MDE TARSA Implementation of the EPA (Office
of Water) STORET System
STORET (short for STOrage and RETreival) is a national environmental database developed by EPA in the early sixties to promote centralized storage and retrieval of environmental monitoring data collected by states and tribes. The “Legacy” version of STORET was run in the not-so-user-friendly mainframe computer environment, which often left users discouraged and frustrated. Starting in 1999, EPA redeveloped STORET on an Oracle platform to take advantage of the more modern architecture of personal computers and local servers. Environmental data from sediment and water, and biological data can now be entered into STORET from a local PC using software provided free by EPA. Users retain ownership over their copy of STORET and choose when (or whether) to share data with EPA. All data shared with EPA is made publicly available via a Web interface. EPA also provides free hands-on training, on-line and phone technical support.
The Technical and Regulatory Services Administration (TARSA) within MDE has been operating in a decentralized database environment where different monitoring programs maintain information using separate software systems. Additionally, data supplied by contracted venders also is received in various software systems. This has limited TARSA’s ability to share information both within and outside of the Department. To address this, TARSA’s Data Management Division was created to combine data from these separate systems into STORET. Having our ambient data in a consistent format in one location will facilitate the development of water quality assessments and Total Maximum Daily Loads to address the State’s impaired waters. Additionally, capitalizing on STORET will allow the Department to provide data to the public. Data from MDE’s copy of STORET will be periodically uploaded to EPA and made publicly available via EPA’s STORET’s website.
EPA also provides free software that will allow data managers to upload historical data to STORET and also permits users to download selected data from STORET into PC spreadsheets for analysis. STORET will compel some basic discipline on ways in which TARSA data and information are structured. This sets uniform standards (which currently do not exist) for identifying all sampling stations throughout TARSA. For example, all monitoring stations must include a unique ID for each station, the waterbody type, geographic coordinates, geopositioning datum/method, the state and the subdivision. It will not permit the entry of duplicate data, which is currently possible within existing databases. It will also require uniform nomenclature for descriptions of data results such as consistent chemical and nutrient descriptions and biological organism identifications, which currently may vary within the Administration’s decentralized databases. Furthermore, information from each data manager can be segregated into separate files which control data using a program-specific identification code provided by the EPA, as well as program-specific passwords. These segregated files, referred to in STORET as “Organizations”, provide access security which will limit data entry for specific projects by STORET Organizations.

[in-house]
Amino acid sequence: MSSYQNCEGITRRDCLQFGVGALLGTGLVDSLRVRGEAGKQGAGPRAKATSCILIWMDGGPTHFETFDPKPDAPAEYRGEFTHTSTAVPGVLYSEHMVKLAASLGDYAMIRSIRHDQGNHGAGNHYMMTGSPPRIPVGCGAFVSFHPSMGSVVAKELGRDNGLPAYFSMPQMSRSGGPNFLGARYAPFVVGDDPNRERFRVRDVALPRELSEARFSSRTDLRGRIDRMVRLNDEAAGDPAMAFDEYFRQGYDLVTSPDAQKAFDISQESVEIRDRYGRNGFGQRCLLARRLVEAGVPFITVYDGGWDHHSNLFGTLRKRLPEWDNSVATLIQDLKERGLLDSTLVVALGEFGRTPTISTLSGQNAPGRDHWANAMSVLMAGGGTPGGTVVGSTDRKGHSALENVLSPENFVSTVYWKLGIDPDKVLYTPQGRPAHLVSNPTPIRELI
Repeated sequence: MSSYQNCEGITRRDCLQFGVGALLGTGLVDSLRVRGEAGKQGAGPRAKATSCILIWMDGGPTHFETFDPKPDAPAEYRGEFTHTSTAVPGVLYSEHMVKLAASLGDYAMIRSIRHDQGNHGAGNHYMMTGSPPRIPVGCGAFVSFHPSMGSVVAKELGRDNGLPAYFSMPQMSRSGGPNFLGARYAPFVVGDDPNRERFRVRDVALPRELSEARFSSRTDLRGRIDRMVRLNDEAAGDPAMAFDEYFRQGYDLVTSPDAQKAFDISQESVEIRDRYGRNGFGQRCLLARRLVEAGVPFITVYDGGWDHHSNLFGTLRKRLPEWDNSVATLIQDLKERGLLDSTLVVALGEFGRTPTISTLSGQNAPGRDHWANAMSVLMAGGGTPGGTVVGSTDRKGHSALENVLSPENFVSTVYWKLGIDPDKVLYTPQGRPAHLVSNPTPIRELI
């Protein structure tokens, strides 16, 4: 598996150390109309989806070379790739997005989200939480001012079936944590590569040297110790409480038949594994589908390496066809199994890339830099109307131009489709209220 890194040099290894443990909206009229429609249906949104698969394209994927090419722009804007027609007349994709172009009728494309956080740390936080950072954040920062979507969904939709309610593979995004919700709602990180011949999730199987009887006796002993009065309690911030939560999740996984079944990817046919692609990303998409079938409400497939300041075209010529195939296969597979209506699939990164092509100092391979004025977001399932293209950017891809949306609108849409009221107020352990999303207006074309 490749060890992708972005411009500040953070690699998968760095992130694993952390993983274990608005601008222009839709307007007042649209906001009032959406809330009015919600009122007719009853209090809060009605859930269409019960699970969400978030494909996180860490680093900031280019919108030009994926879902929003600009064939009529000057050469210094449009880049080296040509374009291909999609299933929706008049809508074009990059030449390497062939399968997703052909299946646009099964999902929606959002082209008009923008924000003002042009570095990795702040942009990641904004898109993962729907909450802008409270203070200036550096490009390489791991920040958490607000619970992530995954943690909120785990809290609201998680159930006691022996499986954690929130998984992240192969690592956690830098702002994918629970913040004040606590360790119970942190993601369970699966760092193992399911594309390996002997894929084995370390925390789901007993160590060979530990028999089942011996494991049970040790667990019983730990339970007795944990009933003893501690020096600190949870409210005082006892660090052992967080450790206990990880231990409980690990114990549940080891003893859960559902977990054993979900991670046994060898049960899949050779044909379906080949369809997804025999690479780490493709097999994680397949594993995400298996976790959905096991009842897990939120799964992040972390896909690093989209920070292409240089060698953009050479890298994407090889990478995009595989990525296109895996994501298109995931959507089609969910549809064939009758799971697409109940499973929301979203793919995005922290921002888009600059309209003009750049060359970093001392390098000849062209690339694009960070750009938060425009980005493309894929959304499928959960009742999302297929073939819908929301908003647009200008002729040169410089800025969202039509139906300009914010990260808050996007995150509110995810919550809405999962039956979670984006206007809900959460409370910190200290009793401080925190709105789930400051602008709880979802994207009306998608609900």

STORET Organizations (programs) can define preferences or standard operating procedures associated with specific monitoring activities. These can include aids to data entry (e.g., substances tracked by monitoring activities or habitat evaluation criteria), field equipment descriptions, analytical labs and methods, bibliographic references, etc.. This capability does not exist across the currently-employed databases. This allows critical monitoring protocols not generally contained in raw datasets to be linked to monitoring projects and results, thus providing the proper data context to ensure data consistency and repeatability. This regimented approach helps to guarantee the quality of the data used for regulatory decision-making.
EPA may impose requirements in the future for states to use STORET as part of their water quality monitoring and assessment programs. TARSA feels that implementing the STORET package now will improve its business processes and provide a vehicle through which data collected at public expense can be made widely available. Although a final Enterprise Environmental Management System (EEMS) selection has not been made yet, it will have the provision to link to the STORET data.
Data sharing is not only necessary for meeting MDE responsibilities, but valuable for all monitoring groups. Working with the Maryland Water Monitoring Council Data Management Committee, MDE is striving to encourage submission of data in a format that can be loaded into its system. If local governments and volunteer organizations do not already have a data storage system, MDE is encouraging consideration of the EPA STORET system as a means of enhancing the exchange of water quality data. For additional information regarding STORET, please visit www.epa.gov/storet.
For more information, contact Carlton Washburn 410-537-3602 or Matt Rowe 410-537-3578 at the Maryland Department of the Environment.